Sweet Apple Towers

Here's your nightly math! Just 5 quick minutes of number fun for kids and parents at home. Read a cool fun fact, followed by math riddles at different levels so everyone can jump in. Your kids will love you for it.

Sweet Apple Towers

September 10, 2014

‘Tis the season for lots and lots of apples. Whether you go apple picking with your family ,or just grab a few at the store, you likely celebrate the fall harvest in your home. My kids love helping us bake them into treats but sometimes we just want to enjoy the wonderful qualities of a fresh, crisp and juicy apple.

You can use apples in many crafts, but that often means you won’t be able to snack on them. I wanted a project to keep my kids busy for a while, but also let them snack on the fresh fruit. You know, to heed the advice of that old saying, “an apple a day keeps the doctor away.”

Build and Snack with Apples

Inspired by a post at Fun at Home with Kids, I decided the boys and I would build apple towers and more, together. Kids love to build and create structures, so constructing with apple pieces and toothpicks seemed like a perfect idea.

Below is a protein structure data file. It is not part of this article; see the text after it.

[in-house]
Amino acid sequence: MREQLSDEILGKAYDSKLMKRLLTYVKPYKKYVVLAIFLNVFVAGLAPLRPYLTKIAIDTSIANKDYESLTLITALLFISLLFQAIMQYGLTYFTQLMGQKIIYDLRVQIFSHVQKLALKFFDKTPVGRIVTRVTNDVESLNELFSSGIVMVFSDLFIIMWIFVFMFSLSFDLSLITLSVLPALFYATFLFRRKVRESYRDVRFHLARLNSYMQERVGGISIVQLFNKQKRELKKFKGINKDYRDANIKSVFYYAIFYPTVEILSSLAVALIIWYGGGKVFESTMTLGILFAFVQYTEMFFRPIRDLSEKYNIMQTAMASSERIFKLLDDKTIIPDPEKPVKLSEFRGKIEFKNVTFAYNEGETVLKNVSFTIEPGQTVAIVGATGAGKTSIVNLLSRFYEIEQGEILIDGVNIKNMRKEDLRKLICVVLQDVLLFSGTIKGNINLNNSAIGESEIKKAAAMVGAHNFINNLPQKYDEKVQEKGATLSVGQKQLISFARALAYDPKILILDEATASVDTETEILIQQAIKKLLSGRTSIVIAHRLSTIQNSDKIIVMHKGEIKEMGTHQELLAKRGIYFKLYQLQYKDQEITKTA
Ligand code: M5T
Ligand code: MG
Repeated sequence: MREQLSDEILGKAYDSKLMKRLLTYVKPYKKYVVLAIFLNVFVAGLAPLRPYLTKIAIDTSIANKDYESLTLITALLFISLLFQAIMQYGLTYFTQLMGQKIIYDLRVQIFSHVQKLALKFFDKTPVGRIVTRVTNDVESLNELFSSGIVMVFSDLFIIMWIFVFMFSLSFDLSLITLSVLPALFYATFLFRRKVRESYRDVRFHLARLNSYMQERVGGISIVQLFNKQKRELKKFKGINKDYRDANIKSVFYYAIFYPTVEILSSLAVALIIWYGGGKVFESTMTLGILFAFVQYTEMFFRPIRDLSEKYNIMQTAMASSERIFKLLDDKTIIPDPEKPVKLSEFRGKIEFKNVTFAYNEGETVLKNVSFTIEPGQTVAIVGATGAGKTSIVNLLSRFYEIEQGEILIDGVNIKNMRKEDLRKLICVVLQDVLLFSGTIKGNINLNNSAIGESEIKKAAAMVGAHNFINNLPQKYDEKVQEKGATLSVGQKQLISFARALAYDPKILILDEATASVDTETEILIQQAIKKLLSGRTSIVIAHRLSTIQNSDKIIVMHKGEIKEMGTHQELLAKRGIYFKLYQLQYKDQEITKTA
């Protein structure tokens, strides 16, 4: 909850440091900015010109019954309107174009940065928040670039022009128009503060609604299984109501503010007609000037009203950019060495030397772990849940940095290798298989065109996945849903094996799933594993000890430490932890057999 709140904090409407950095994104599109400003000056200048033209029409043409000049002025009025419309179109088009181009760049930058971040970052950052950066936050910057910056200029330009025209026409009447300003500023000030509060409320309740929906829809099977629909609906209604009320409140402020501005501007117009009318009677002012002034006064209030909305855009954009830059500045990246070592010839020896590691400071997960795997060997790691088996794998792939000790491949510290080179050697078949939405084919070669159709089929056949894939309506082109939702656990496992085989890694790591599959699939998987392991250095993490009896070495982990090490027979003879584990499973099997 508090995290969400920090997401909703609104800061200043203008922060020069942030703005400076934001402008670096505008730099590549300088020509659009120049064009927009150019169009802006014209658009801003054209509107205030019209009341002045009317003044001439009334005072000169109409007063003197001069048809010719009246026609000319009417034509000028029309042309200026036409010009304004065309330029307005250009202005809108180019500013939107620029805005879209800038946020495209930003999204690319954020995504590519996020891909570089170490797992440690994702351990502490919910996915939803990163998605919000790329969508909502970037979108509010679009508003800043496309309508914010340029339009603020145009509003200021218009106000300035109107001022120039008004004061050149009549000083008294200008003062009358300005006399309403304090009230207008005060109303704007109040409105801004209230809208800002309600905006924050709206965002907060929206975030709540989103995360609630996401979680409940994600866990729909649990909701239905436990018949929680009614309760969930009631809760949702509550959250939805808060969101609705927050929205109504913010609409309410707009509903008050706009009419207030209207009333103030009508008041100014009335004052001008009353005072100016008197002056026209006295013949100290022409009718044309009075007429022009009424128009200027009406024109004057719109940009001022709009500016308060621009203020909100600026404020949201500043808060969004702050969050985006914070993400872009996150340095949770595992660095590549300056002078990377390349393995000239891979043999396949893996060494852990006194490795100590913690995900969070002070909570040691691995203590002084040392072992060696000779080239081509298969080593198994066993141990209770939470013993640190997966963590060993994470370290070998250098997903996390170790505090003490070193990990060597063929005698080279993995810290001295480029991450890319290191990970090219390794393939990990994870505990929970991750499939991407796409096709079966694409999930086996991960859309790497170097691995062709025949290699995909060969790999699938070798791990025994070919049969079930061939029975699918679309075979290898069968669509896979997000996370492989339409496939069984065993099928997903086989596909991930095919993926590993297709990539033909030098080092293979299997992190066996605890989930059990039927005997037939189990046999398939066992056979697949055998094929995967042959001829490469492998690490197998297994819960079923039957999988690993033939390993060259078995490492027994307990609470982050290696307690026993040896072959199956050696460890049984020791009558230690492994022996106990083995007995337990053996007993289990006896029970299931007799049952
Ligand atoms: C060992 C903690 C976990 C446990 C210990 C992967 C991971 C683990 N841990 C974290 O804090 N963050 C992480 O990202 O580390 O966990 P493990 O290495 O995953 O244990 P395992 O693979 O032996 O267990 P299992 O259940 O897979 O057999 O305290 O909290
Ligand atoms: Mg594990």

The setup for this activity is easy. Chop up at least one large apple per participant into small pieces and place the pieces onto a large, clean platter. Supply everyone with toothpicks and sit back and watch.

Learning While Building

All three of my boys, that includes my husband, had a blast. My youngest focused on how to make a base that would allow his sculpture to stand up alone. My older son experimented with different shapes and connected them in the most stable way he could find. He had done the marshmallow version of this at camp and said this was much better because the apple pieces didn’t melt in his hands.

Challenges

• Who can build the tallest tower? What shape provides the most stable base?
• Can you construct a geodesic dome?
• Distribute a specific number of apple pieces and toothpicks to each person and see who can build the tallest structure within their limited supply of materials.
• Set a time limit for building to see how that impacts the end result.
• What figures, beyond abstract art and towers, can you sculpt using only the apples and the toothpicks?

Be sure to have more apples ready for another day. My kids have already asked to try this again and they want to see if one variety of apple is better than another. I happy to oblige, but I’m not sure if they’re concerned about apple’s taste or how they perform structurally!

For more apple fun on Bedtime Math, be sure to try these apple chips and don’t miss the Apple Swans daily math problem.

Photos courtesy of Beth Levine